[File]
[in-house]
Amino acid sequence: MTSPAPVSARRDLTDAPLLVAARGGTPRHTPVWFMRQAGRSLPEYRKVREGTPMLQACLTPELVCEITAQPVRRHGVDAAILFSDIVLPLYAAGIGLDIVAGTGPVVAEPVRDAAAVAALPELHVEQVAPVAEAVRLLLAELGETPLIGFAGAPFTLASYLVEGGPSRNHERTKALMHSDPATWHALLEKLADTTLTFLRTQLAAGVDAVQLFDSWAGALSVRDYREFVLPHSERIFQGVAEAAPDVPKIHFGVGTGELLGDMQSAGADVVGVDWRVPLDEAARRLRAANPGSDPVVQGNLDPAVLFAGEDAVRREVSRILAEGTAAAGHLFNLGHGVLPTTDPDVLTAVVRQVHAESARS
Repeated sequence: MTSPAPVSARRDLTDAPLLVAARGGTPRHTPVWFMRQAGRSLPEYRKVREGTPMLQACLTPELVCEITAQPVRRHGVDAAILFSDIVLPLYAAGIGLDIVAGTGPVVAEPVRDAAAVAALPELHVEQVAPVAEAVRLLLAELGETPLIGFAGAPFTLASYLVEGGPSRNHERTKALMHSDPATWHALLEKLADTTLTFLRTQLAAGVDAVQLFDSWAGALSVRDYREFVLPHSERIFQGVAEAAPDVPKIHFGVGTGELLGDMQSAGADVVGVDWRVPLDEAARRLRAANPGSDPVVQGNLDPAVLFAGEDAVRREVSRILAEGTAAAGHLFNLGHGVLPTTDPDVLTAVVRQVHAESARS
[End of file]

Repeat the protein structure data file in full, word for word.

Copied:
[in-house]
Amino acid sequence: MTSPAPVSARRDLTDAPLLVAARGGTPRHTPVWFMRQAGRSLPEYRKVREGTPMLQACLTPELVCEITAQPVRRHGVDAAILFSDIVLPLYAAGIGLDIVAGTGPVVAEPVRDAAAVAALPELHVEQVAPVAEAVRLLLAELGETPLIGFAGAPFTLASYLVEGGPSRNHERTKALMHSDPATWHALLEKLADTTLTFLRTQLAAGVDAVQLFDSWAGALSVRDYREFVLPHSERIFQGVAEAAPDVPKIHFGVGTGELLGDMQSAGADVVGVDWRVPLDEAARRLRAANPGSDPVVQGNLDPAVLFAGEDAVRREVSRILAEGTAAAGHLFNLGHGVLPTTDPDVLTAVVRQVHAESARS
Repeated sequence: MTSPAPVSARRDLTDAPLLVAARGGTPRHTPVWFMRQAGRSLPEYRKVREGTPMLQACLTPELVCEITAQPVRRHGVDAAILFSDIVLPLYAAGIGLDIVAGTGPVVAEPVRDAAAVAALPELHVEQVAPVAEAVRLLLAELGETPLIGFAGAPFTLASYLVEGGPSRNHERTKALMHSDPATWHALLEKLADTTLTFLRTQLAAGVDAVQLFDSWAGALSVRDYREFVLPHSERIFQGVAEAAPDVPKIHFGVGTGELLGDMQSAGADVVGVDWRVPLDEAARRLRAANPGSDPVVQGNLDPAVLFAGEDAVRREVSRILAEGTAAAGHLFNLGHGVLPTTDPDVLTAVVRQVHAESARS